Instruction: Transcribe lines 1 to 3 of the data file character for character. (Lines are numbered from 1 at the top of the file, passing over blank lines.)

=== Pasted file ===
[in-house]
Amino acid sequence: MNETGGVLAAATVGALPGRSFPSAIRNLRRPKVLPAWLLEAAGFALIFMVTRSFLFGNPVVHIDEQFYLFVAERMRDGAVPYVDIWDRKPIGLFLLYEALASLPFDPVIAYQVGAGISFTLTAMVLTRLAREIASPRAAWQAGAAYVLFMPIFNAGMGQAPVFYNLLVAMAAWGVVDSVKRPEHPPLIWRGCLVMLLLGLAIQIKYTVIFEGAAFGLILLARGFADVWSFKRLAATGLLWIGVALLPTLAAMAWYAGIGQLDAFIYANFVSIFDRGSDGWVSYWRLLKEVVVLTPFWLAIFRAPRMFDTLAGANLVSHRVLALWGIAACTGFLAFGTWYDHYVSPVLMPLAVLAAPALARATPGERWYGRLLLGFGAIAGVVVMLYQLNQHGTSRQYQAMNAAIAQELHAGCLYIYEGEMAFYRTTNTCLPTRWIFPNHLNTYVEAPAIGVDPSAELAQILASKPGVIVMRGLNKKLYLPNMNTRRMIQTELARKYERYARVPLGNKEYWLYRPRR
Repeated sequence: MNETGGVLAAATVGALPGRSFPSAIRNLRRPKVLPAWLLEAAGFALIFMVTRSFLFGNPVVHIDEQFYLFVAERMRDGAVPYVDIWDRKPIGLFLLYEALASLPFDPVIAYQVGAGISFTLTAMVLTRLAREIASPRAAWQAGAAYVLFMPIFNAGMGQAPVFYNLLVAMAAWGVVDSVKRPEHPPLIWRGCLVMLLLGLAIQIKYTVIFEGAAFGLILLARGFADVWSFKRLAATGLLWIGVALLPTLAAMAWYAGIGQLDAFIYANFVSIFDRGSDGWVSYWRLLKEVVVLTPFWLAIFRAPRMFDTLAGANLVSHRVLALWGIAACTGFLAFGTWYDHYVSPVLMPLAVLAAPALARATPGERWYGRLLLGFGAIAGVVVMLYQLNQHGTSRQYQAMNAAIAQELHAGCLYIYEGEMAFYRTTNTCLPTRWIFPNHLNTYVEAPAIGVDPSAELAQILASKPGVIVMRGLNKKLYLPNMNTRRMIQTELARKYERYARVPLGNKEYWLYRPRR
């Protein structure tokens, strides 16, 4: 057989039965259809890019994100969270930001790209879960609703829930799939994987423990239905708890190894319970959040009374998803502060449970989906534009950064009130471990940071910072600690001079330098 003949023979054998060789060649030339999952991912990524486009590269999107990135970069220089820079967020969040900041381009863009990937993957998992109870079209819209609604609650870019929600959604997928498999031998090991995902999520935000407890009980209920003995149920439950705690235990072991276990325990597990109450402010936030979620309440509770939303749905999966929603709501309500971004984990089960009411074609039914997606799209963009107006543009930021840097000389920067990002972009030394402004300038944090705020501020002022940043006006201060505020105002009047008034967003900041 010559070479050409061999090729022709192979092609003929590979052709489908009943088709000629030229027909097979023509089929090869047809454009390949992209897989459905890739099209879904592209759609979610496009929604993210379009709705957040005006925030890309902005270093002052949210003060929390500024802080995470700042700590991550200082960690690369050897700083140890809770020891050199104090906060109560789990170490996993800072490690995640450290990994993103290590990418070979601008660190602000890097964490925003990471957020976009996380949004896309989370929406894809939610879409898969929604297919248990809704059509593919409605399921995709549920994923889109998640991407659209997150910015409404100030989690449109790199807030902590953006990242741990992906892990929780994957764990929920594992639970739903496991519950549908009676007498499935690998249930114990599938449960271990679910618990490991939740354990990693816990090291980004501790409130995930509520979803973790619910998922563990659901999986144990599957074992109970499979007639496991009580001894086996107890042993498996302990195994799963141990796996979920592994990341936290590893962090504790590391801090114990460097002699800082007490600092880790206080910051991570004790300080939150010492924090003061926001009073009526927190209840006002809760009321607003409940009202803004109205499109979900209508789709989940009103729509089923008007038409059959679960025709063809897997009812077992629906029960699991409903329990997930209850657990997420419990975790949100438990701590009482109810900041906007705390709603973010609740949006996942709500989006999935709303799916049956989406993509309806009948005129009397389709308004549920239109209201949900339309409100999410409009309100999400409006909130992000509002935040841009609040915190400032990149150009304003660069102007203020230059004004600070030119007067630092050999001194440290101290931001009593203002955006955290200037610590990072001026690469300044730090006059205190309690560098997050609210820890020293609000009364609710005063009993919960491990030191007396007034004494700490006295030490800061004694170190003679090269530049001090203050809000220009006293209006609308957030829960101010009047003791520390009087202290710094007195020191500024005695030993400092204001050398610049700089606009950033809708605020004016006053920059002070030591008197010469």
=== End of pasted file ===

[in-house]
Amino acid sequence: MNETGGVLAAATVGALPGRSFPSAIRNLRRPKVLPAWLLEAAGFALIFMVTRSFLFGNPVVHIDEQFYLFVAERMRDGAVPYVDIWDRKPIGLFLLYEALASLPFDPVIAYQVGAGISFTLTAMVLTRLAREIASPRAAWQAGAAYVLFMPIFNAGMGQAPVFYNLLVAMAAWGVVDSVKRPEHPPLIWRGCLVMLLLGLAIQIKYTVIFEGAAFGLILLARGFADVWSFKRLAATGLLWIGVALLPTLAAMAWYAGIGQLDAFIYANFVSIFDRGSDGWVSYWRLLKEVVVLTPFWLAIFRAPRMFDTLAGANLVSHRVLALWGIAACTGFLAFGTWYDHYVSPVLMPLAVLAAPALARATPGERWYGRLLLGFGAIAGVVVMLYQLNQHGTSRQYQAMNAAIAQELHAGCLYIYEGEMAFYRTTNTCLPTRWIFPNHLNTYVEAPAIGVDPSAELAQILASKPGVIVMRGLNKKLYLPNMNTRRMIQTELARKYERYARVPLGNKEYWLYRPRR
Repeated sequence: MNETGGVLAAATVGALPGRSFPSAIRNLRRPKVLPAWLLEAAGFALIFMVTRSFLFGNPVVHIDEQFYLFVAERMRDGAVPYVDIWDRKPIGLFLLYEALASLPFDPVIAYQVGAGISFTLTAMVLTRLAREIASPRAAWQAGAAYVLFMPIFNAGMGQAPVFYNLLVAMAAWGVVDSVKRPEHPPLIWRGCLVMLLLGLAIQIKYTVIFEGAAFGLILLARGFADVWSFKRLAATGLLWIGVALLPTLAAMAWYAGIGQLDAFIYANFVSIFDRGSDGWVSYWRLLKEVVVLTPFWLAIFRAPRMFDTLAGANLVSHRVLALWGIAACTGFLAFGTWYDHYVSPVLMPLAVLAAPALARATPGERWYGRLLLGFGAIAGVVVMLYQLNQHGTSRQYQAMNAAIAQELHAGCLYIYEGEMAFYRTTNTCLPTRWIFPNHLNTYVEAPAIGVDPSAELAQILASKPGVIVMRGLNKKLYLPNMNTRRMIQTELARKYERYARVPLGNKEYWLYRPRR